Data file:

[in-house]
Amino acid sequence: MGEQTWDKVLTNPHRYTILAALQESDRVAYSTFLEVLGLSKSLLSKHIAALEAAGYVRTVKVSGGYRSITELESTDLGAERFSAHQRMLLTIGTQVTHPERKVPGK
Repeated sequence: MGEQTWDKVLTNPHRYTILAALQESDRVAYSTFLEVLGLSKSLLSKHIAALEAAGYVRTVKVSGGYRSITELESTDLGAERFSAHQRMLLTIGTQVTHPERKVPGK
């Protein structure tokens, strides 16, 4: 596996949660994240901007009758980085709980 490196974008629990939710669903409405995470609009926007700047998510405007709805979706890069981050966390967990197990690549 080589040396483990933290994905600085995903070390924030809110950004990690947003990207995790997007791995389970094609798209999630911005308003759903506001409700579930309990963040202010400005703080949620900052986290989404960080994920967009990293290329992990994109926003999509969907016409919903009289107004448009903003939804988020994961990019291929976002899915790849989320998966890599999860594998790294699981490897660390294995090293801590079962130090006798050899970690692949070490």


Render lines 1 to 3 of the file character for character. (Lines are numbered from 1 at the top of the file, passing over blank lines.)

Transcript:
[in-house]
Amino acid sequence: MGEQTWDKVLTNPHRYTILAALQESDRVAYSTFLEVLGLSKSLLSKHIAALEAAGYVRTVKVSGGYRSITELESTDLGAERFSAHQRMLLTIGTQVTHPERKVPGK
Repeated sequence: MGEQTWDKVLTNPHRYTILAALQESDRVAYSTFLEVLGLSKSLLSKHIAALEAAGYVRTVKVSGGYRSITELESTDLGAERFSAHQRMLLTIGTQVTHPERKVPGK